The first task must be : to define the hotel ’ s core principles with respect to the guest data as it relates to GDPR . This will define the way forward , and may require a complete change of mind-set , since current industry thinking is that guest data belongs to the hotel - and not the guest . The second task must be : to define the hotel ’ s guidelines for collecting and managing PII data . The third task must be : to establish a code of conduct for the hotel and all its staff . And finally : the hotel must define audit questions that enable it to self-regulate and audit itself against its declared ambitions . Only when this is achieved can the hotel begin to address the IT security and personnel challenges .
The output from all this hard work is likely to be much the same for most hotels , and industry organisations such as Hotel Technology Next Generation ( HTNG ) are working on a core set of principles for the industry . Once completed , an audit of the hotel is likely to address such questions as :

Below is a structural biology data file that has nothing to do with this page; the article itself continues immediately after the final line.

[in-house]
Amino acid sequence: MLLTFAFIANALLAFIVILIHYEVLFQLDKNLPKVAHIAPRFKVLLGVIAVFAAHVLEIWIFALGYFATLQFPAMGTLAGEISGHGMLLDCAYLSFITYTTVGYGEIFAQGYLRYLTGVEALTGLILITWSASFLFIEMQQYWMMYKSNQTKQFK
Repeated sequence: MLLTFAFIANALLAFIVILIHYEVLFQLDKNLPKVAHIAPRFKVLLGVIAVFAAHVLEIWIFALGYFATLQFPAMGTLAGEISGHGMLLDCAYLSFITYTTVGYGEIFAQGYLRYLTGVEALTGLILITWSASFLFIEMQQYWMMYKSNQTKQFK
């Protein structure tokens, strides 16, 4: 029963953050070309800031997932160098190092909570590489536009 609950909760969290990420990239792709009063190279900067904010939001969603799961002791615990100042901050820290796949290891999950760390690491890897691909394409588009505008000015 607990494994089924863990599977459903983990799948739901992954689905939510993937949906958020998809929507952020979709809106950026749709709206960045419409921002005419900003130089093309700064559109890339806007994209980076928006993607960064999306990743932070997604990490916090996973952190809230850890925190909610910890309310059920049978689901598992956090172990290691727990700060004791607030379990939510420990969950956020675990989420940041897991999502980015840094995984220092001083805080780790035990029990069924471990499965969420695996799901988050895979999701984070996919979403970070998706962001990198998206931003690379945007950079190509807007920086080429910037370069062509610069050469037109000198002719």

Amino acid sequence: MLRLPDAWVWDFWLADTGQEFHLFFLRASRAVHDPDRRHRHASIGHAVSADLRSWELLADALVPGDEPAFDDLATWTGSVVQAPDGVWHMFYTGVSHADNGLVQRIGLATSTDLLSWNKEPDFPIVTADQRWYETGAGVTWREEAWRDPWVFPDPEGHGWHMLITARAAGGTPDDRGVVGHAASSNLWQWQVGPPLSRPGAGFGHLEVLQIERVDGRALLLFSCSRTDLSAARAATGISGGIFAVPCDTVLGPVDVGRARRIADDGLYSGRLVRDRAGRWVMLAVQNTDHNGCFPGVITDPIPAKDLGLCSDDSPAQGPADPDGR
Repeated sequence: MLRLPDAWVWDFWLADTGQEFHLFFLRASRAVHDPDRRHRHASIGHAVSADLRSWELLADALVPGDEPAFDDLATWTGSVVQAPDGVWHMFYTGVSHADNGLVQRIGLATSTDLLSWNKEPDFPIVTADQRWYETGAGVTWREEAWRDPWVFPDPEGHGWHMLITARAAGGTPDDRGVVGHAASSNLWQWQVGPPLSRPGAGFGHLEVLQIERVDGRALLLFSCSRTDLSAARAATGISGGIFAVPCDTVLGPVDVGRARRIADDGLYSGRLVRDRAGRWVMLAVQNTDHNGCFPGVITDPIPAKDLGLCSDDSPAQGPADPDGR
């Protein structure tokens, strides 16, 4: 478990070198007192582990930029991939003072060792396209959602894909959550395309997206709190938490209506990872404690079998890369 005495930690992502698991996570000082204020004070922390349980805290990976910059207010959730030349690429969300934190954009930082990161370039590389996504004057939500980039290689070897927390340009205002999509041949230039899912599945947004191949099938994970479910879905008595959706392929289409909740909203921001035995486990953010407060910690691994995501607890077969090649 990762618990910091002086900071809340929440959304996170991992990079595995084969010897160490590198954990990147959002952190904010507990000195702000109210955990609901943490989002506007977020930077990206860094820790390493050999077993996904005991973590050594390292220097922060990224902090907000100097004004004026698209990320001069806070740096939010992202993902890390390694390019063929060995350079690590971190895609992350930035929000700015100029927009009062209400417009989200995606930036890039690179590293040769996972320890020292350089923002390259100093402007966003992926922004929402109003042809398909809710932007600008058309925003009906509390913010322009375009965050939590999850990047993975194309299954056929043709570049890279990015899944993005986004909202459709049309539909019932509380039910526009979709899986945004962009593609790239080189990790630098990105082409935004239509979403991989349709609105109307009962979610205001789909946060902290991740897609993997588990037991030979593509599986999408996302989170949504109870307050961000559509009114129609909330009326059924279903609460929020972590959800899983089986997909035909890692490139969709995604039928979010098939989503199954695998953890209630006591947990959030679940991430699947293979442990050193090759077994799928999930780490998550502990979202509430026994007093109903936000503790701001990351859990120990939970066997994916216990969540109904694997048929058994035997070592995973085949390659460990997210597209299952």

Is guest data used for the purposes it was specifically gathered for ? Do you ensure safeguarding guest data is the responsibility of every member of the organisation ? Are policies and procedures to best protect guest data understood by relevant staff ? Are data security issues addressed in accordance with GDPR ? Do you adequately train and instruct employees to follow procedures for protecting guest data ?
Does the website publish a policy where guests are asked to ‘ opt-in ’ and to provide their consent to use data for purposes other than the primary business needs ? Is this information available in clear language , and easily accessible ? Can guests remove any data that is no longer required ? Are different policies applied to each jurisdiction the hotel operates in ? Can guests easily request corrections to their information , and are they informed on the status of requested changes ? Do you communicate how long guest data is kept , and do you remove data that is no longer required ?